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Given an opportunity to eat, most of us will do just that, even if we're not hungry. Often, we eat because we think we should, because others are eating, because we're feeling anxious, angry or depressed or because we're not thinking at all.
And then there's Valentine's Day, when reminders abound that we're all supposed to be in romantic relationships. The social norms and heightened emotions can drive people to overeat, especially "simple" or refined carbohydrates, such as sugary foods, sweetened drinks, white bread and baked goods. And then there are all those Valentine's chocolates.
In short, we might be well-informed about healthy eating, but when emotions enter into the picture, we tend to overeat and make poor food choices.
"Behaviour changes are more important than caloric changes when it comes to long-term weight management," says Nishta Saxena, a Clinical Dietitian who works with a variety of heart patients at the Peter Munk Cardiac Centre's Cardiac Rehabilitation Program. She also says that January and February tend to be the busiest months of the year for dietitians as people struggle with New Year weight-loss resolutions.
Saxena aims to help patients overcome mindless eating and address eating behaviours. She asks patients to keep a food journal, recording what they eat, how they feel before and after, who they're with, the pace at which they ate, and so forth. In this way, she helps patients pinpoint the source of unhealthy eating habits and creates individualized strategies to help change them.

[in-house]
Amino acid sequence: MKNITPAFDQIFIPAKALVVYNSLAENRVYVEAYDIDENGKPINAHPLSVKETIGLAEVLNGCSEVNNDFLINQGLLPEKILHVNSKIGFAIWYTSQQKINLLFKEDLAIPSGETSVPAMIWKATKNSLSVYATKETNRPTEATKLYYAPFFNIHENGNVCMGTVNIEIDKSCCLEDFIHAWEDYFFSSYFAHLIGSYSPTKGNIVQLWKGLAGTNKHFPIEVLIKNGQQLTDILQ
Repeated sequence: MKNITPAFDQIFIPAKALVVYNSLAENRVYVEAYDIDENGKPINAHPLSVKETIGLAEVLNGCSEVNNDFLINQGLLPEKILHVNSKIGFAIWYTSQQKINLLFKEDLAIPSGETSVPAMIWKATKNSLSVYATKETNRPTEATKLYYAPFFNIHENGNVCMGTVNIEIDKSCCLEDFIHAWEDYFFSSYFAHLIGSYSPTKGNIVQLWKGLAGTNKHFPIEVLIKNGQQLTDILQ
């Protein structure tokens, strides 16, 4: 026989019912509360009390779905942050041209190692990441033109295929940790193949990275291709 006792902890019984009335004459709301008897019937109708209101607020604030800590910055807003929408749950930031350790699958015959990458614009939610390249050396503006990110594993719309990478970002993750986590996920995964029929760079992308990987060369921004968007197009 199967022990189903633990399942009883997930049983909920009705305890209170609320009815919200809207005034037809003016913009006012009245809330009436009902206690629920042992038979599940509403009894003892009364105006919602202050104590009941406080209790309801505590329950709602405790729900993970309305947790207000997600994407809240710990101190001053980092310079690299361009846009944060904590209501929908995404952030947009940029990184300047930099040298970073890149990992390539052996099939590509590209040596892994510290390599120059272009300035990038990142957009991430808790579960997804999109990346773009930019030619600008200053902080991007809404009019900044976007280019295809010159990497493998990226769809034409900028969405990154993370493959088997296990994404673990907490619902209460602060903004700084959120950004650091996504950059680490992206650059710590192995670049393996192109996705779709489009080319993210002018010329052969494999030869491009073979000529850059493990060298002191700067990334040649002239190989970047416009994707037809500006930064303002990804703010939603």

"I ask patients to choose one goal," she says, noting it takes at least 28 days to develop a new eating habit. "For example, for those who eat in the car on the way home from work, I suggest to them to change that one behaviour, and be consistent with that change, even if they eat the same thing at every other meal."
It's normal to overeat during times of unusual stress, celebrations or special occasions, like the holiday season and, of course, Valentine's Day, and then feel a little guilty about it. Sometimes, however, these small behaviour patterns take on more extreme forms. For people with dysfunctional eating patterns or eating disorders, feeling guilty after eating is a regular occurrence and may be accompanied by feelings of shame, discomfort and even pain.
"It's important to remember that food has no power, we give it power – good or bad," says Merryl Bear, Director of the National Eating Disorder Information Centre at TGH, pointing out that it's normal and healthy to eat food for pure pleasure.
How do you know when guilt over that extra cookie has tipped into dangerous territory?
"If thoughts of food are consuming you and preventing you from leading an energetic, healthy and happy life," says Bear, "it may be helpful to work with a professional to address these issues."
The National Eating Disorder Information Centre's third bi-annual conference: Body-Image and Self-Esteem: Shades of Grey
May 2-3, 201189 Chestnut Conference CentreToronto, ON
Details of the conference can be found at http://nedic.ca/2011ConferenceIntro.shtml